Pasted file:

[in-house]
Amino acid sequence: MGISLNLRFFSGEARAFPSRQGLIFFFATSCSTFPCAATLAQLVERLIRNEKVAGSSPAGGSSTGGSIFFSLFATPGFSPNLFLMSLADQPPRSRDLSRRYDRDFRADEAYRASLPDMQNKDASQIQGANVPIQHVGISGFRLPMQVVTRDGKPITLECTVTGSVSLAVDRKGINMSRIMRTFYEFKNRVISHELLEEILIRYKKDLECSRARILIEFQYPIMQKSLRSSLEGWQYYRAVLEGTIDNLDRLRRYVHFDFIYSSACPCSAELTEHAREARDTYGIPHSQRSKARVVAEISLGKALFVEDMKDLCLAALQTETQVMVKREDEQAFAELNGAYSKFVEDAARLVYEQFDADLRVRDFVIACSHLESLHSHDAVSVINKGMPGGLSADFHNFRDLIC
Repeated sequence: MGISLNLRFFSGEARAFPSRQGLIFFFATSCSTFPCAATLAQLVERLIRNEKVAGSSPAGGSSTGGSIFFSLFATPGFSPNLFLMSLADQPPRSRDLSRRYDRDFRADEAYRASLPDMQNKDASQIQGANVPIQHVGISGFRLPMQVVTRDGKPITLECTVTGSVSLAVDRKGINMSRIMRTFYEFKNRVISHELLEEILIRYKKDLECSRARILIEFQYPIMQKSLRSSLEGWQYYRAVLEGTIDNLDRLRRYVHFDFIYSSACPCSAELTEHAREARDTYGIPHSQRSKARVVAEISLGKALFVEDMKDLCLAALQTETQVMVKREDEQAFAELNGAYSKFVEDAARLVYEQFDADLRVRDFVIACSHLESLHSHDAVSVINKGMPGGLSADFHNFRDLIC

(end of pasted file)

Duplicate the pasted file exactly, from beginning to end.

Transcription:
[in-house]
Amino acid sequence: MGISLNLRFFSGEARAFPSRQGLIFFFATSCSTFPCAATLAQLVERLIRNEKVAGSSPAGGSSTGGSIFFSLFATPGFSPNLFLMSLADQPPRSRDLSRRYDRDFRADEAYRASLPDMQNKDASQIQGANVPIQHVGISGFRLPMQVVTRDGKPITLECTVTGSVSLAVDRKGINMSRIMRTFYEFKNRVISHELLEEILIRYKKDLECSRARILIEFQYPIMQKSLRSSLEGWQYYRAVLEGTIDNLDRLRRYVHFDFIYSSACPCSAELTEHAREARDTYGIPHSQRSKARVVAEISLGKALFVEDMKDLCLAALQTETQVMVKREDEQAFAELNGAYSKFVEDAARLVYEQFDADLRVRDFVIACSHLESLHSHDAVSVINKGMPGGLSADFHNFRDLIC
Repeated sequence: MGISLNLRFFSGEARAFPSRQGLIFFFATSCSTFPCAATLAQLVERLIRNEKVAGSSPAGGSSTGGSIFFSLFATPGFSPNLFLMSLADQPPRSRDLSRRYDRDFRADEAYRASLPDMQNKDASQIQGANVPIQHVGISGFRLPMQVVTRDGKPITLECTVTGSVSLAVDRKGINMSRIMRTFYEFKNRVISHELLEEILIRYKKDLECSRARILIEFQYPIMQKSLRSSLEGWQYYRAVLEGTIDNLDRLRRYVHFDFIYSSACPCSAELTEHAREARDTYGIPHSQRSKARVVAEISLGKALFVEDMKDLCLAALQTETQVMVKREDEQAFAELNGAYSKFVEDAARLVYEQFDADLRVRDFVIACSHLESLHSHDAVSVINKGMPGGLSADFHNFRDLIC